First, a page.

Please tell us about Railed Express and what it’s all about!

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‘Railed is a railroad-themed, casual puzzle game where players connect train tracks between four destinations and a gold/silver mine. Railed is procedural and each game is different. Players start with $30 million dollars and make strategic tile placements with random track pieces. The high scores are tallied on a global scoreboard and players can build rank according to their scores.’ 

Where did the idea for this game come from?

‘Railed is based on an interesting pen & paper game, 30 Rails, by Julian Anstey. Although the gameplay has expanded in Railed, it still captures the original essence of the fun puzzle game.’

How and on what platform can you play the game?

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‘Currently, Railed is adapted to the Windows PC. Rolling train cars delivery railway tile pieces that the player places on a 6x6 game board in rows and columns corresponding to the color of the boxcar. These pieces can be rotated and assembled to connect railroads and ore mines. There are bonus track pieces along the way that add to the dynamic gameplay.‘ 

How long have you been working on it and how did you get into game development?

‘All-in-all, the development project took about 9 months, not counting a couple extended breaks. I began learning to program games in 2016 and this is my first release.’

What part does music play in the game and what do you think of it’s soundtrack?

‘Every great game deserves and requires a great soundtrack. Ninichi was able to capture the melancholic mood I had envisioned and set the tone perfectly with her original compositions. The music is relaxing and beautiful and players enjoy it very much.’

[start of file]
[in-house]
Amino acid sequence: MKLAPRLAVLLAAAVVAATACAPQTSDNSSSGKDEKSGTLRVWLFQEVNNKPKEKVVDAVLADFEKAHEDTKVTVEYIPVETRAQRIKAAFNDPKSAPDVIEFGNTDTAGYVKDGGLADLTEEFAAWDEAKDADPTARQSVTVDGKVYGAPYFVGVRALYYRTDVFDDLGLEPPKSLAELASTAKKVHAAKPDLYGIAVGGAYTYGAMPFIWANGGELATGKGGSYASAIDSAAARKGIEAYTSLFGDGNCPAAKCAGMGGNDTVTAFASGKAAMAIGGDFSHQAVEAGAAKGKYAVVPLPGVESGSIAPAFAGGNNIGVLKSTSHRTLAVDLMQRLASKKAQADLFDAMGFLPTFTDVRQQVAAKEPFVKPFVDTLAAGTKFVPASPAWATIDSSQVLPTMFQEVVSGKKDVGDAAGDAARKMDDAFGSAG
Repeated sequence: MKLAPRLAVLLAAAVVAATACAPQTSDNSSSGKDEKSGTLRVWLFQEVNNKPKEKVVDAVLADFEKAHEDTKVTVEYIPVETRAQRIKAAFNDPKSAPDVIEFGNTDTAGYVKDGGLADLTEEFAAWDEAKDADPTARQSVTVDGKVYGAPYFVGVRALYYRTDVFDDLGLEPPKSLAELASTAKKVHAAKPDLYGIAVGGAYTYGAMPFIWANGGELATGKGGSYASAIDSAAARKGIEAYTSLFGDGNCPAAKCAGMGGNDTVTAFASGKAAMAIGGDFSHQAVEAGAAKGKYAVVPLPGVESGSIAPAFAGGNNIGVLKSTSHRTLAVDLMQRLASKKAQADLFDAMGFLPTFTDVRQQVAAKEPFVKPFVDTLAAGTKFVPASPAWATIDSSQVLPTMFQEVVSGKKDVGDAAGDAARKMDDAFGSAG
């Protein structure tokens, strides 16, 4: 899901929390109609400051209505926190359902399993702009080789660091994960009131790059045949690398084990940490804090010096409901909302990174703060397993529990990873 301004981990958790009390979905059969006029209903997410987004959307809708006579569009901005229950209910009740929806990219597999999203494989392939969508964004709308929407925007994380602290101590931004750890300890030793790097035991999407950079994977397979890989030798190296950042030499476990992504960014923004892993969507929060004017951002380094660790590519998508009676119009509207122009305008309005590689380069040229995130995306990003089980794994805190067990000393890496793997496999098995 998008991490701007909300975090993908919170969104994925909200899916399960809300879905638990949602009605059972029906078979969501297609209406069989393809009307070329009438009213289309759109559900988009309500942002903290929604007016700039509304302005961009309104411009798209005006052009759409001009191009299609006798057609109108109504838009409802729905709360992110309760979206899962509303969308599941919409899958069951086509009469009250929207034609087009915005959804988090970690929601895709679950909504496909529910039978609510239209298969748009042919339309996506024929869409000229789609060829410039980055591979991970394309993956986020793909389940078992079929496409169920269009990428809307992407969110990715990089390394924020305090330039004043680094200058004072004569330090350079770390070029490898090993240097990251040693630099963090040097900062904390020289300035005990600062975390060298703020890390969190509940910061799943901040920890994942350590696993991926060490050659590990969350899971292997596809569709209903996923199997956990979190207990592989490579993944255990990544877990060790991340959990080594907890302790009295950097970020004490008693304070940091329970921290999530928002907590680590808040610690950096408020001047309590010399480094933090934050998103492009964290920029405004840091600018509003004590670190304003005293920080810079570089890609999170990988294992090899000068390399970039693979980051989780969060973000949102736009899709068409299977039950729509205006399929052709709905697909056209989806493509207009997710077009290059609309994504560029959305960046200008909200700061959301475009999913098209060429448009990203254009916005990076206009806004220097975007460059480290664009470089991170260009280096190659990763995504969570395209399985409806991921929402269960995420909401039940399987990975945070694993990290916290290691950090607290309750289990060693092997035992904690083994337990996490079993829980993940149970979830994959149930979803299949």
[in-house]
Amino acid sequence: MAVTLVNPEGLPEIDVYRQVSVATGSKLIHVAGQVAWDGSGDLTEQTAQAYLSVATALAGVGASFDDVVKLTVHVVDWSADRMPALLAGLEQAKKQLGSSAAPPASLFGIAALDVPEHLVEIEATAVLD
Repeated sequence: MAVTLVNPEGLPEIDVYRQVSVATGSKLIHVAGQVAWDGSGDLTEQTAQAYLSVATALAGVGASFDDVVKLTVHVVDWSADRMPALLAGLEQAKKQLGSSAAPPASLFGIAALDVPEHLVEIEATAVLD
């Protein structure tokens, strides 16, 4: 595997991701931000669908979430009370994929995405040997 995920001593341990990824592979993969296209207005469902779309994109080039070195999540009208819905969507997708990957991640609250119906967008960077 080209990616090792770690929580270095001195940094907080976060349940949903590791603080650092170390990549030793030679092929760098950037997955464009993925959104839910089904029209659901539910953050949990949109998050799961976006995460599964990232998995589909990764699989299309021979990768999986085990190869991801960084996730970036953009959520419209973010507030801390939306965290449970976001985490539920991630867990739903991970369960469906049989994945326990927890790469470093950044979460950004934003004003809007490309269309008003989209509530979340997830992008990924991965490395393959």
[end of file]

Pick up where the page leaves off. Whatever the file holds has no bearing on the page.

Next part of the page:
What’s your plan for the game and after it’s release? 

‘After the release of Railed, the plan is to provide a free version of the game, called Railed Express, that could increase exposure to a larger player base. Until then, caring for the game and the customers is my main focus.’

Where can we play it?

‘The Railed storefront can be found on the popular Steam platform. Plans to publish on itch.io and Humble Bundle are also in the works.’

That’s awesome and very exciting. I’m sure that we all look forward to seeing how Railed develops and giving it a go! To check out other interesting indiegames take a look at:


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About the Interviewer: 

Ninichi is a freelance video game music composer & big supporter of indie games. If you need help with the music for your game or project, contact me now to explore how we might work together. 

Learn more About me (Ninichi) and check out examples of my game music here.

Introducing the Game: Arcadium (A Brick & Paddle Retro Game)

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Interview by Ninichi | Contact | Follow

After having worked with William Palma (@Gedorgames) on the game music to his new and exciting game Arcadium, I am really excited that it’s now on Kickstarter! Arcadium is a super fun game and here’s a little interview with William to give us some more information on it…

How do you play your game Arcadium?

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'Arcadium is played mainly with the mouse to control the paddle. The keyboard is used for the menus. Half of the game is pure brickbreaker action with the goal being to destroy all the bricks in the level. the other half has other goals like destroying enemies, bosses, or competing with opponent paddles & getting the most points or trying to get the ball past them in classic Pong style.

You lose a life if you lose the ball or the paddle gets destroyed. there are 3 different game modes for making the games easier or harder. I plan to have 7 sections of the game with ten levels on each section. the game also has a lot of enemies with their own movement and also powerups that help the player in the levels.'

What made you decide to create this game?

'Well, as a kid growing up in the late 80's and 90's I remember playing Arkanoid and similar games like Traz and Krakout. I always liked those games & i wanted to create something that connected me to my childhood and the retrostyle.